Community Characteristics Can Influence Individual Risk for HIV Infection, Study Says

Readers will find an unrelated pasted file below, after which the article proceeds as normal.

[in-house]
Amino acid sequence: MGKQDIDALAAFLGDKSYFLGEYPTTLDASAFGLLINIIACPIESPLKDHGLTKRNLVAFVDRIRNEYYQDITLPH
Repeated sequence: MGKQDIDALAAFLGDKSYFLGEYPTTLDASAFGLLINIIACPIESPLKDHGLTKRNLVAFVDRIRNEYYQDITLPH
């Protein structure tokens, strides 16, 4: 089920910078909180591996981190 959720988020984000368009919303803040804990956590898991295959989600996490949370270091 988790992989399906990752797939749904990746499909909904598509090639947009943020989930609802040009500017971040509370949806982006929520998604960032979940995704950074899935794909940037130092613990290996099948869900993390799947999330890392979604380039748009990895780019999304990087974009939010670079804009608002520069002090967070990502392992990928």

People living in "relatively robust and mobile" communities appear to be at higher risk for HIV infection than people who live in communities without a lot of economic activity and trade, according to a study in the current issue of the journal Sexually Transmitted Infections, Reuters Health reports. To track the impact of community settings on a person's risk of HIV infection, researchers studied surveys conducted in a rural area of Northwest Tanzania that was home to about 20,000 people (Mozes, Reuters Health, 9/25). The scientists looked at the influence of four community factors in subvillages: the level of social and economic activity, the ratio of female bar workers per male population aged 18 to 59, the level of community mobility and distance to the nearest town. All four factors were found to have a "strong" impact on HIV risk. Men who lived in subvillages with the highest level of social and economic activity were five times as likely to be HIV-positive as men in places with low levels of activity. Women who lived in communities with the highest level of social and economic activity were twice as likely to be HIV-positive as women living in places with low social and economic activity (Bloom et al., Sexually Transmitted Infections, August 2002). Men who lived in villages with a larger mobile population or with a higher proportion of female bar workers -- many of whom "formally or informally" exchange sex for money or goods -- were also at higher risk for HIV infection. Although women in these communities were also at higher risk for HIV, their level of risk was lower than that of men. The researchers state that stronger economies may contribute to HIV infection because the local population comes into contact with a larger pool of people, and thus a larger pool of potential sex partners, who may already be HIV-positive. They concluded that although community factors do "not displace" individual risk factors for HIV infection, individual risk and community risk tend to rise and fall in conjunction. Noting that HIV prevention campaigns in Africa have "failed to dramatically increase condom use" or lower risk behavior, the researchers suggest that future prevention efforts focus "as much on the characteristics of high-risk places as they do on the behavior of high-risk people" (Reuters Health, 9/25).This is part of the Morning Briefing, a summary of health policy coverage from major news organizations. Sign up for an email subscription.